Up Hill Climb For Distance Education


I believe distance education has been on an uphill climb to change the public perception about the quality of distance learning. Fortunately, I think that distance learning is just about to crest the mountain.


More professionals are embracing distance education; it’s becoming an essential educational tool in corporate training. It is a tool that is fairly new given the true scope of time. Yes it does have its skeptics, within K12 education community, higher education and corporate training. Skepticism is an essential part of the quality and improvement process. Skepticism forces us to answer our critics by employing acceptance standards, using best practices in instructional design, and continuing course evaluation. (Siemens, n.d).


As a resident of Washington state, I’ve seen some amazing technical innovations. But I’ll admit (somewhat shamefully) to an early belief that the internet wasn’t going to be all that great, that a company like Amazon which did not release dividends back to investors was probably not going to be there for the long haul. Clearly, my technological insight is lacking. I find it difficult to address the issue of where will distance learning be in 5, 10, 15 or 20 years, in part because of the meteoric growth and changes to the industry. It’s obvious that the tools that were available ten years ago to instructional designers (email, video and audio conferences) have changed  dramatically in the last 5 years (Web 2.0 tools, serious games, etc.) (Nash, 2005). We will certainly be using more mobile apps as training tools, and increasingly sophisticated gaming/simulation software


A number of factors have been suggested as a method for improving perceptions towards distance learning. Clear professional practices have been discussed earlier and by Leven & Wadmany, (2006). Another factor to explore is the quality of the web-based tools used in distance education and the focus of the educational experience as a learner-led instructional environment. (Shain & Shelly, 2008).


Some of my peers have expressed a feeling of dismissal when they mention they are working towards a degree with an emphasis in online learning. I’ve found that I have the exact opposite reaction, at least within the professional community. Most of my peers faces light up and the general perception is “good for you.” Ultimately, I think it comes down to familiarity with distance learning. Those that have some exposure to it are more likely to have a positive impression. Those that haven’t experienced it need time and experience to validate or change their perception.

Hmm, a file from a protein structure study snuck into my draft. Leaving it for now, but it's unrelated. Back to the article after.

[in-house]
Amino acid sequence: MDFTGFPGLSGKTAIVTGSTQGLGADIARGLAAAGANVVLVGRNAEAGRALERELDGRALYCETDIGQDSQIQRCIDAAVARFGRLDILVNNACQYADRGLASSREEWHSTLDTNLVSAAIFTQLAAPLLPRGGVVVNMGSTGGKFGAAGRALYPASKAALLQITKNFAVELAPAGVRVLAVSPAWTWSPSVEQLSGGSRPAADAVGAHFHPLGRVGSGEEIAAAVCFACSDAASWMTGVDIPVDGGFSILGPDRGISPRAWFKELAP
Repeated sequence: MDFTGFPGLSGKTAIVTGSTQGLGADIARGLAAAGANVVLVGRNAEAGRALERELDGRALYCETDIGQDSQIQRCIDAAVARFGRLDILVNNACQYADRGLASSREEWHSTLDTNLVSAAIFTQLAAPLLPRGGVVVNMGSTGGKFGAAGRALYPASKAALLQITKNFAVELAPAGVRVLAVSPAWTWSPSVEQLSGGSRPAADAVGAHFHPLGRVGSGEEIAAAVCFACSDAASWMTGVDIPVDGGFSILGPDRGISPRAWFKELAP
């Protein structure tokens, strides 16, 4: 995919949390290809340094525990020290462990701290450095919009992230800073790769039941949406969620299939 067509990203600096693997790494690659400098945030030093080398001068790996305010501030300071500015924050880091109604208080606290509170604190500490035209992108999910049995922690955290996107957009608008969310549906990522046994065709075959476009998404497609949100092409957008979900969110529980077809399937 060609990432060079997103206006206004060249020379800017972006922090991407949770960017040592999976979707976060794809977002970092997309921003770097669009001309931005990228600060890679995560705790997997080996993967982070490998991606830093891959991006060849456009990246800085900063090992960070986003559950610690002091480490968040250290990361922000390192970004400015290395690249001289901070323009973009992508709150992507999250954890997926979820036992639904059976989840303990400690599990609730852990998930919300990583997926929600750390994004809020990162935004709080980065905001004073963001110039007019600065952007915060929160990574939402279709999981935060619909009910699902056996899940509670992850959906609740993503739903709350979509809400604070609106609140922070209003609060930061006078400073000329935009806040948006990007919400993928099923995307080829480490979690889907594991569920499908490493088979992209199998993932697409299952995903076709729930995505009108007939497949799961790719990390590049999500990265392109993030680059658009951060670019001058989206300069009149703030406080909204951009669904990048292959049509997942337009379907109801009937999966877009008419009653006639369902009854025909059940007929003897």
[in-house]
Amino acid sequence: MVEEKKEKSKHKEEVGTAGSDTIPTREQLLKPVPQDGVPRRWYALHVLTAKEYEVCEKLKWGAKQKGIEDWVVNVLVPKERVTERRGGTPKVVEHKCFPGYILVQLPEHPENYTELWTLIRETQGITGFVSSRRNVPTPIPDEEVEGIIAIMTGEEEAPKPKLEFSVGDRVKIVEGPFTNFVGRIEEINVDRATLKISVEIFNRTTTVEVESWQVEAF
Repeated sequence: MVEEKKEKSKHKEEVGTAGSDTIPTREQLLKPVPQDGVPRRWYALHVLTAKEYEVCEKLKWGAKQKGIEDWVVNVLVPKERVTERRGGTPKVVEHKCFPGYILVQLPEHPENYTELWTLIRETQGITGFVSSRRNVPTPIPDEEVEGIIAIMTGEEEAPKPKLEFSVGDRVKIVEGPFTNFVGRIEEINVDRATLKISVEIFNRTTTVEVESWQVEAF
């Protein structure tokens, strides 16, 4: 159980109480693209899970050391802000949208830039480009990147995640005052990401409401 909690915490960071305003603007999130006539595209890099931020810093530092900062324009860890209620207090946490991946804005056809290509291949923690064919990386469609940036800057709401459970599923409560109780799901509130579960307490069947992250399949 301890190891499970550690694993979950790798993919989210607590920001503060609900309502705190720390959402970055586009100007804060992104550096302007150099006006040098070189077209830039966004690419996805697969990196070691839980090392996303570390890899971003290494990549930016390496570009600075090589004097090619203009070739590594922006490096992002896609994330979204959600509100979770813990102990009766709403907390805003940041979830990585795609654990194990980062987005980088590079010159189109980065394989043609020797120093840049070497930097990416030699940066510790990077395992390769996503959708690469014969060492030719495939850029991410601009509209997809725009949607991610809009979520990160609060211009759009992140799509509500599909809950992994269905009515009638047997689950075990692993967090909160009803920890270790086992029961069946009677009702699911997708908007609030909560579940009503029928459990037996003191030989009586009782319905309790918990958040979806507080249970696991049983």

As I commented in my weekly discussion, perception of distance learning can be changed most effectively through internal stakeholders. I was pleased to see the acceptance rate of college presidents to distance learning — found 51% of college presidents stating that online courses provide the same value as traditional environments.  (Allen & Seaman, 2010). Slowly but surely the perceptions of distance learning are changing, as rapidly as the tools used to create distance learning evolves. I plan to be an active participant and use strong instructional design principles to be part of the process.




Allen,E. & Seaman, J. (2010). Class Differences: Online Education in the United States. 2010; Babson Survey Research Group: Sloan Consortium.


Educational Technology & Society, 11(3), 216–223.Siemens, G. (n.d.).  The future of distance education [online video].  Retrieved August 18, 2013 from http:/waldenu.edu


Levin, T., & Wadmany, R. (2006). Listening to students’ voices on learning with information technologies in a rich technology-based classroom. Journal of Educational Computing Research, 34 (3), 281-317.


Nash, Susan, S. (2005) Learning objects, learning object repositories and learning theory: Preliminary best practices for online courses. Interdisciplinary Journal of Knowledge and Learning Objects. (1), 217-228.


Sahin, I., & Shelley, M. (2008). Considering Students’ Perceptions: The Distance Education Student Satisfaction Model. Educational Technology & Society, 11(3), 216–223.



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